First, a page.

Mandorla: The Space Between


The Space Between is a 2021 American coming-of-age comedy film from Rachel Winter in her directorial debut. The film stars Kelsey Grammer, Jackson White, and Paris Jackson, and follows a musician named Micky Adams (Grammer) who becomes friends with Charlie Porter (White), a man sent to remove Adams from a record label contract in Los Angeles. Paramount Pictures theatrically released the film in the United States on April 23, 2021, with a digital release set for June 15.

Set in the 90s Los Angeles, Micky Adams, an eccentric has-been rock musician, loses his grip on reality all while his record label is looking to drop him and his newly created “unique” albums. In hopes of breaking out of the record-label mailroom, a young Charlie Porter is tasked with traveling to the musician’s bizarre home and forcing Micky out of his contract. Micky realizes Charlie could be the key to an artistic breakthrough, and the pair’s unlikely friendship grows. Wikipedia.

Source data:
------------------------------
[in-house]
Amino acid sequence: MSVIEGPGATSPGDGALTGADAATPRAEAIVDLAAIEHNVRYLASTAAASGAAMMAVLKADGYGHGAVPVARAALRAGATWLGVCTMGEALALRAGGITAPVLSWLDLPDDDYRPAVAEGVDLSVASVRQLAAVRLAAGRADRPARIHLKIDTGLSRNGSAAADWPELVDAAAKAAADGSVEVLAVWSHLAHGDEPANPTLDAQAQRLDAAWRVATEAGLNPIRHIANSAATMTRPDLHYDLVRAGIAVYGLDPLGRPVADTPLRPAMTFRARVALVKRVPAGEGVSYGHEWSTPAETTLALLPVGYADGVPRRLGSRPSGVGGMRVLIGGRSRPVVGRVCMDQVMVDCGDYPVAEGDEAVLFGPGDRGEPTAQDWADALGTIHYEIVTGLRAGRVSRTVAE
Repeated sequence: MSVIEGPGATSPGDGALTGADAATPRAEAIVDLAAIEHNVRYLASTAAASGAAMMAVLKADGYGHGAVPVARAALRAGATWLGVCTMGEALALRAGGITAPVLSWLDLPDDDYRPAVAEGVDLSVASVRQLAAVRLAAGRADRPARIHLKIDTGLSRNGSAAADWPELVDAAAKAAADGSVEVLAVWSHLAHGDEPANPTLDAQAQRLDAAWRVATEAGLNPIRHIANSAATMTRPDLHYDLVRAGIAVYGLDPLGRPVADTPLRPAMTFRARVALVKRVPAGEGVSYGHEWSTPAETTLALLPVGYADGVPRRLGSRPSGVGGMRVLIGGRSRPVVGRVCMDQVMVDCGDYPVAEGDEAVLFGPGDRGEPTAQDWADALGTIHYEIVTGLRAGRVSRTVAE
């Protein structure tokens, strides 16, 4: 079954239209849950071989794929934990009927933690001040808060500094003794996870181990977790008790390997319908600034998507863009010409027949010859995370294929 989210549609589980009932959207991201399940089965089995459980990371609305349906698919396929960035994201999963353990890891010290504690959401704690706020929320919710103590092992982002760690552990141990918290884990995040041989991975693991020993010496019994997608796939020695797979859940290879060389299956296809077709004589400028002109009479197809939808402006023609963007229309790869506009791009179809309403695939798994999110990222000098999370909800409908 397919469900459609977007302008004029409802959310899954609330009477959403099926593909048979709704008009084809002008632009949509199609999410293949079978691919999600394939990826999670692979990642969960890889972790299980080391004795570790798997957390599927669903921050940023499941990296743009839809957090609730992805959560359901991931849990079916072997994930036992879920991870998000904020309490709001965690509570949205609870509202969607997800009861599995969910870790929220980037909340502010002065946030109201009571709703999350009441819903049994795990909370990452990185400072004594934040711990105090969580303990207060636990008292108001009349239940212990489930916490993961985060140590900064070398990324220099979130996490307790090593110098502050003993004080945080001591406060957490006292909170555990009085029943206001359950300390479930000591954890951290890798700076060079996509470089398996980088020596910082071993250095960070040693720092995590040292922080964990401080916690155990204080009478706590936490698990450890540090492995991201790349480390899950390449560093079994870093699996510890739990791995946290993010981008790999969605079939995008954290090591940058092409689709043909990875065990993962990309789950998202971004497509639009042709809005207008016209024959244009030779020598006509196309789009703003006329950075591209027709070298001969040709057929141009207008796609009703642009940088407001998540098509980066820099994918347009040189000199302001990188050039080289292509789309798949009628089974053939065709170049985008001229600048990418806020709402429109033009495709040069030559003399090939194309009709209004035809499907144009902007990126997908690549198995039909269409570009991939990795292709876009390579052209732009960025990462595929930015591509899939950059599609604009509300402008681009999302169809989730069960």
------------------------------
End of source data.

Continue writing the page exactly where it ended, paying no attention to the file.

There’s a lot to like about this movie. Rachel Winter directs the plot and characters with a lighthearted touch. Yet beneath the deceptive quirkiness lies a wealth of unexpressed messages that are artfully woven through the story with images of the ocean. This particular ocean off the shore of Malibu is more than a beautiful place to admire and swim in. Psychologically, the ocean is a metaphor for the unconscious sides of each of the main characters: all the painful memories and disowned suffering they’re trying their best to deny and forget. And that llama? Maybe it’s a reminder of the magical, mysterious instinctual life with which we’ve lost touch.

Charlie Porter (Jackson White) oozes youthful eagerness and ambition. But behind his over-the-top confidence lurks a suffering, self-doubting child with a father wound. The eccentric behavior of former rock star Mickey Adams (Kelsey Grammer) shields a deep depression whose cause is not immediately apparent. But whatever it is, it has cost him his fame and creative inspiration. The persona of his daughter, Julia, (Julia Goldani Telles), is a mix of anger and toughness that hides a winsome vulnerability.